Rig Trim Intro

Windsurfing rigs have by nature an elastic, living character… the aerodynamic form your rig presents to the wind depends primarily on three elements: -sail design (the mast and seam curves cut into the sail) -mast stiffness & flex character -the trim you set into your rig (downhaul & outhaul tension as well mast-foot position and boom-height among other trim settings). Trim sensitivity = Performance & wind range expansion Rig trim is critical to rig performance. Loftsails are exceptionally trim responsive. Trim begins with noting the boom length, mast length and the recommended mast for your sail. The rig reacts directly to two primary trim variables: downhaul and outhaul tensions.


All sails respond favorably to increased downhaul tension for high wind sailing. For strong winds it pays to be radical… increased downhaul tension will produce easier handling and greater speed in strong winds. When overpowered- tension the downhaul! High downhaul tension will open the sail’s leech (rear edge) releasing sail power. High downhaul tension will also flatten the sail body making the rig significantly easier to handle in strong wind and increase your speed and fun! Be aggressive with downhaul tension as the wind rises… Loftsails are built to accept & respond to high downhaul tension. Increased downhaul tension will soften the leech from the head all the way down to the boom- correct “knife-like” trim should your rig feel too powerful in strong winds. Should the wind drop or should your you find your sail size small for the wind strength, less downhaul tension will firm the leech and make the sail body fuller…. such reduced or “soft” trim generates greater low-end power. When winds are sufficient for easy planning it is the right moment to experiment with increased downhaul tension. The adjustment range between ideal low wind trim and ideal high wind trim for a given sail size may be as much as 5cm. Note that the tension applied to the downhaul directly influences tensions at the boom; high downhaul will “soften” the outhaul, conversely low downhaul tension will increase tension at the clew.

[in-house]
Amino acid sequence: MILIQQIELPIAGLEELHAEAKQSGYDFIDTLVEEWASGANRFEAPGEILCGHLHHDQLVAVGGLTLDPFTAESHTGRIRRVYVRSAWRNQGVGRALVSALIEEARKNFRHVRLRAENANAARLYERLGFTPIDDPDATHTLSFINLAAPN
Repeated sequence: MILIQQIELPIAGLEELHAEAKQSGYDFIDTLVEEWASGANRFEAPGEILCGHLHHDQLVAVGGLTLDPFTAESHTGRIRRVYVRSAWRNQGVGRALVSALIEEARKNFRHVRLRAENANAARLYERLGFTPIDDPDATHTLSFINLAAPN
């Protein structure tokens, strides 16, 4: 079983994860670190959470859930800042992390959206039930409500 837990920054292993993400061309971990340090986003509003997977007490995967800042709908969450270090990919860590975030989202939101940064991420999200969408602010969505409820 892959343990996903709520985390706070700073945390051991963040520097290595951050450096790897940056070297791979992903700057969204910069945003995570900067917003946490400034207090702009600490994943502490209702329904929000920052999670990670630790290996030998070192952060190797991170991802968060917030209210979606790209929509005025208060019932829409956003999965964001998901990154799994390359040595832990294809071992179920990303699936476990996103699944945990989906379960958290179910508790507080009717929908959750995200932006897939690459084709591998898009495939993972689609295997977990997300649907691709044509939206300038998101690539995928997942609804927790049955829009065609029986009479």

The outhaul has direct impact on rig performance.    Reduced outhaul makes the sail deeper in profile generating greater power for light winds. Extreme low wind trim will increase light wind power and also make the rig feel stiff and more back hand oriented, especially should the wind rise. Greater outhaultension flattens the sail profile making the sail much easier to handle and faster in medium and strong winds. Flatter outhaul trim allows the sail to pass more easily through the wind. For a given sail size the range between ideal strong and light wind trim may be up to 6cm. An overly tight outhaul (relative to wind strength) may make the rig feel “nervous” or “twitchy”. An overly released outhaul (relative to wind strength) may make the rig feel difficult to handle and overly backhand oriented. A simple trim reference (cam-free sails) is the position of the forward end of the batten just above the boom.    If this forward batten end passes near the mast without touching the mast, the sail is set for medium winds. If this batten end makes mast contact during rotation the outhaul is set for light- to-medium winds. If this batten end passes well to the rear of the mast, the sail is set well for strong winds. Note that downhaul tension directly influences this trim reference- more downhaul = more distance between the batten end and the mast.

Optimizing Rig Trim

goes beyond outhaul and downhaul sail adjustments. Boom height, the mastfoot position, harness lines and mast type all impact your windsurfing performance.

  • Boom height has a direct performance impact.    Low boom height will make initiation of planing difficult.    An overly high boom promotes early tail walking and makes maneuvers difficult; a good position to begin is chest/shoulder level. In very light winds the boom is best raised to assist in the initiation of planing.    A higher boom places more of the windsurfer’s weight onto the rig and less on the board, consequently the board & fin have greater capacity to lift and plane.If the wind is strong for your sail size, lowering the boom will give greater control. With a lower boom position the riders weight becomes more board oriented; increasing board control in challenging conditions. Generally, wide boards are better suited to higher boom heights- as the windsurfer moves outboard the wider stance drops the boom.